Scientific article

The probabilistic model of Alzheimer disease: the amyloid hypothesis revised

Published inNature reviews. Neuroscience, vol. 23, no. 1, p. 53-66
Publication date2022-01
First online date2021-11-23

The current conceptualization of Alzheimer disease (AD) is driven by the amyloid hypothesis, in which a deterministic chain of events leads from amyloid deposition and then tau deposition to neurodegeneration and progressive cognitive impairment. This model fits autosomal dominant AD but is less applicable to sporadic AD. Owing to emerging information regarding the complex biology of AD and the challenges of developing amyloid-targeting drugs, the amyloid hypothesis needs to be reconsidered. Here we propose a probabilistic model of AD in which three variants of AD (autosomal dominant AD, APOE ε4-related sporadic AD and APOE ε4-unrelated sporadic AD) feature decreasing penetrance and decreasing weight of the amyloid pathophysiological cascade, and increasing weight of stochastic factors (environmental exposures and lower-risk genes). Together, these variants account for a large share of the neuropathological and clinical variability observed in people with AD. The implementation of this model in research might lead to a better understanding of disease pathophysiology, a revision of the current clinical taxonomy and accelerated development of strategies to prevent and treat AD.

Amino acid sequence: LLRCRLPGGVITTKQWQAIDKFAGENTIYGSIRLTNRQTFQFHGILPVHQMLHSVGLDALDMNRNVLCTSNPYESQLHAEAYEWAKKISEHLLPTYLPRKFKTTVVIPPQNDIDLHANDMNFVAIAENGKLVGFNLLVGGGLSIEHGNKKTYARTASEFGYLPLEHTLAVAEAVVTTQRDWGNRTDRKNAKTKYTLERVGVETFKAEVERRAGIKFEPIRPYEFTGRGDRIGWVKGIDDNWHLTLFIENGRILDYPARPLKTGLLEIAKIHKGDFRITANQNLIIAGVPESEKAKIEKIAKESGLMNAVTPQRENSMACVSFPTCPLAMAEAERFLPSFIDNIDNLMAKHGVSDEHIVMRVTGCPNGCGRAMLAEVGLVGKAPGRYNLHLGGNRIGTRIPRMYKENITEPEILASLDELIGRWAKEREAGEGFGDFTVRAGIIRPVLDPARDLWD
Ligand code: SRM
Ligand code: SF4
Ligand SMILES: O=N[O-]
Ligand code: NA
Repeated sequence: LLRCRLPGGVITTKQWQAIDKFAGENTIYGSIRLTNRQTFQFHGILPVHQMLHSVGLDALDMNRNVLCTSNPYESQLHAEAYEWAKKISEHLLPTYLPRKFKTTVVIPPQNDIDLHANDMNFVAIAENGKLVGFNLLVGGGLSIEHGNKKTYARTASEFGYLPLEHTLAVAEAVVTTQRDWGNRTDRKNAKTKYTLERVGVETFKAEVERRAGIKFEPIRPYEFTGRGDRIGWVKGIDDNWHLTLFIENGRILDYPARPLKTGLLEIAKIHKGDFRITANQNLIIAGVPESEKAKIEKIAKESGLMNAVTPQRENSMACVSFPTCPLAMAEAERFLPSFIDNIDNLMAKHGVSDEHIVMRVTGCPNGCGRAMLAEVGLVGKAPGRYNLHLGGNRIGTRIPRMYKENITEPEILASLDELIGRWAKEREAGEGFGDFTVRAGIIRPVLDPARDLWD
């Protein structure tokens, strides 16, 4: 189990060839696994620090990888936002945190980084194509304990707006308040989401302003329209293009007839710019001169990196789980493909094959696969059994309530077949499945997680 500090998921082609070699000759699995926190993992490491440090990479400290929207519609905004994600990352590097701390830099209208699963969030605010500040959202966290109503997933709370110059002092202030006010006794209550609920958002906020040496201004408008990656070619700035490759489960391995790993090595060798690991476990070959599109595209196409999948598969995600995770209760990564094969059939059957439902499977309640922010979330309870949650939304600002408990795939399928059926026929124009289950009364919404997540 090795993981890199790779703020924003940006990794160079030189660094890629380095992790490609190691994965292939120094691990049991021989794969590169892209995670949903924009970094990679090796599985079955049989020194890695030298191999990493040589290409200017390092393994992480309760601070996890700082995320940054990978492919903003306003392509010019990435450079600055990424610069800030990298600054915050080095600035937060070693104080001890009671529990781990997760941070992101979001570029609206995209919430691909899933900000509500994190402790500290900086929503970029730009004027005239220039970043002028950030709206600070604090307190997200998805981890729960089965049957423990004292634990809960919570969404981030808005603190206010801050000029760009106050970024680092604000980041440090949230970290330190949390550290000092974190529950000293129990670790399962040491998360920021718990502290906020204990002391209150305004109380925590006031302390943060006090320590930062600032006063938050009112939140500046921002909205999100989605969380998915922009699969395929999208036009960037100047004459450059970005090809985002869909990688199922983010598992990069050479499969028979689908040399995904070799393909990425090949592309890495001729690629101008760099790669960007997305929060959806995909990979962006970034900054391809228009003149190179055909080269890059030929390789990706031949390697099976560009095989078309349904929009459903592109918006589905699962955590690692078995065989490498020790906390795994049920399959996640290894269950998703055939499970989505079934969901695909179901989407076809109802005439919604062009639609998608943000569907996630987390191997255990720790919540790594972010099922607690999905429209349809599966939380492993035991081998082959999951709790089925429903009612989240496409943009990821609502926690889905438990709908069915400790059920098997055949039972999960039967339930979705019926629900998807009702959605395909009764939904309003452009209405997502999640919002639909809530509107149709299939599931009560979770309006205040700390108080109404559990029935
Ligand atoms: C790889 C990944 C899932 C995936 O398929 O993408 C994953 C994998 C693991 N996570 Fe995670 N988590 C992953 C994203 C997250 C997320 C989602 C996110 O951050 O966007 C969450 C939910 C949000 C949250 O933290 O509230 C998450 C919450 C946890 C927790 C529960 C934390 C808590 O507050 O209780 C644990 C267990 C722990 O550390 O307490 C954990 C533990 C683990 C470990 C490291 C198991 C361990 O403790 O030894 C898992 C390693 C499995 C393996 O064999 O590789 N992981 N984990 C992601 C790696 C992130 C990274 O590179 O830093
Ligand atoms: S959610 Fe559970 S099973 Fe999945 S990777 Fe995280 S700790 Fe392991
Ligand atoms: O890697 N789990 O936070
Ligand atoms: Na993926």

• Alzheimer Disease / metabolism
  • Alzheimer Disease / pathology
  • Alzheimer Disease / psychology
  • Amyloid / metabolism
  • Amyloid Neuropathies / metabolism
  • Amyloid Neuropathies / pathology
  • Amyloid beta-Peptides
  • Animals
  • Humans
  • Models, Statistical
  • Tau Proteins / metabolism
Citation (ISO format)
FRISONI, Giovanni et al. The probabilistic model of Alzheimer disease: the amyloid hypothesis revised. In: Nature reviews. Neuroscience, 2022, vol. 23, n° 1, p. 53–66. doi: 10.1038/s41583-021-00533-w
Main files (1)
Article (Published version)
ISSN of the journal1471-003X

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